Toughie 1305

Toughie No 1305 by Notabilis

Sheer class!

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BD Rating – Difficulty *****Enjoyment *****

When the Daily Telegraph introduced the Toughie, this is the sort of puzzle that we solvers expected. Sadly we don’t see enough of them.

Please leave a comment telling us what you thought. You can also add your assessment by selecting from one to five stars at the bottom of the post.

Across

1a    Lift  handle for Skype etc (4)
NICK: a verb meaning to lift or steal and a handle or alias used with Skype and other Internet programs

3a    Drop litter with relief (5)
WHELP: this verb meaning to bring forth a litter of, for example, puppies is derived from W(ith) followed by some relief

6a    Sound of smooth running, held up by 2 (4)
PURR: hidden (held) and reversed (up) inside the answer to 2 down

8a    Try to improve clairvoyance when wise to avoid paying fare (4,4,7)
WORK ONE’S PASSAGE: a charade of a phrasal verb meaning to try to improve (4,2), a three-letter abbreviation for a type of clairvoyance, a two-letter conjunction meaning when and an adjective meaning wise

9a    Entertaining in previous month, perhaps Miss Wray is not working (6)
FAULTY: the three-letter abbreviation used in business communications for previous month inside (entertaining) the first name of Miss Wray, the star of the original King Kong

10a    Defector, in answer laid out, waiving every right (8)
APOSTATE: A(nswer) followed by an adjective meaning laid out or horizontal with both instances (every) of R(ight) being removed (waiving)

11a    Practised skill provided that cool trick (8)
ARTIFICE: a three-letter practised skill followed by a two-letter conjunction meaning provided or “in the event of” and a verb meaning to cool

13a    Dinky car, no good for fuel extraction, say (6)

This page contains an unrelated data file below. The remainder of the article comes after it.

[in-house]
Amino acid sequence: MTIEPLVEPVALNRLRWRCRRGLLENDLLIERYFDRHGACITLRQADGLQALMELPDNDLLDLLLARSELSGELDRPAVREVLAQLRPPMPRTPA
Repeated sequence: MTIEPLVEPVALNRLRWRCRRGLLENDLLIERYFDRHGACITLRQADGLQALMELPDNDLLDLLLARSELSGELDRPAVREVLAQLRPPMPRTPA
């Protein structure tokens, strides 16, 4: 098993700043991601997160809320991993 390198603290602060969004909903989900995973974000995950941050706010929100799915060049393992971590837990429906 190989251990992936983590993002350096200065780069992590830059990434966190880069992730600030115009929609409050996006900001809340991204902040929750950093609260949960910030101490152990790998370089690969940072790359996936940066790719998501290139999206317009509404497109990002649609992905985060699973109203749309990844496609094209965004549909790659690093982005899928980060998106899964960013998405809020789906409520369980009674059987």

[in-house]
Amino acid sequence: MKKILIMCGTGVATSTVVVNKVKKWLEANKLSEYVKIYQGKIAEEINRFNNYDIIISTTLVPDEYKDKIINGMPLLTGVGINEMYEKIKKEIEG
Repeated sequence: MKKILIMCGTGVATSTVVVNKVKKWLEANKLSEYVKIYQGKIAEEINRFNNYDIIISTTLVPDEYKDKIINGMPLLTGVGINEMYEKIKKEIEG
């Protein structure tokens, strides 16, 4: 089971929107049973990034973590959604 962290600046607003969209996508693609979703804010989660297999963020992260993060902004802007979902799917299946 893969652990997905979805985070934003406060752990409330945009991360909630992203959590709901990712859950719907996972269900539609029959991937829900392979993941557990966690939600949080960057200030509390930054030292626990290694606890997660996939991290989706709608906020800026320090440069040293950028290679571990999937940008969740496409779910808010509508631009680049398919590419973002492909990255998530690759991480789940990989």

MINING: a small (dinky) car followed by the abbreviation for N(o) G(ood)

15a    Moorish passion, extremely holy (6)
HEATHY: this adjective meaning like a moor, rather than like a Moor, comes from some passion followed by the outer letters (extremely) of H[ol]Y

17a    The woman entering dodgy bar left untidy (8)
DISHEVEL: the female pronoun inside a dodgy bar and followed by L(eft) – for this clue to work, untidy must be treated as a verb

19a    Rough Liverpudlian mostly skirts dodgy bar (8)
SCABROUS: most of the nickname applied to a Liverpudlian around (skirts) an anagram (dodgy) of BAR

21a    A company afloat announced fall advantageously (6)
ACCRUE: the A from the clue and what sounds like the company of sailors on board a ship

22a    Protection for House with both of its sides separately involved in torture? (15)
WEATHERBOARDING: start with an infamous method of torture and insert, separately, the outer letters (sides) of H[ous]E

23a    Desirable limits of Spitfire plane’s coordinates? (4)
SEXY: the outer letters (limits) of S[pitfir]E followed by the geometric coordinates of a plane

24a    Other than Anglican special occasion? (5)
NONCE: split as (3-2) this means other than Anglican – not someone who has been convicted of a sexual offence, but an occasion which is usually preceded by “for the”

25a    Strike report starts to tell how unions did (4)
THUD: the initial letters (starts) of four words in the clue

Down

1d    Fresh cut’s brought in following urgent announcement (9)
NEWSFLASH: a three-letter adjective meaning fresh and a verb meaning to cut into which F(ollowing) has been inserted (Brought in)

2d    Spoiled queen run out of bed, having broken one (7)
CORRUPT: the Latin abbreviation for Queen, R(un) and an adverb meaning out of bed all inside (having broken) a child’s bed

3d    Chicago Avenue leaves turning space (5,4)
WINDY CITY: to get this nickname for Chicago start with an adjective meaning turning and a space or gap and drop (leaves) AV(enue) from the latter

4d    Dominate isolated ethnic group with other black suit (7)
ENSLAVE: start with the name for an isolated ethnic group, like Lesotho, and change C(lubs) into the abbreviation for the other black suit

5d    European gallery‘s publicity problem (5)
PRADO: the two-letter abbreviation for some publicity followed by a problem or fuss

6d    Beyond strained way of referring to earlier action (4,5)
PAST TENSE: a preposition meaning beyond followed by an adjective meaning strained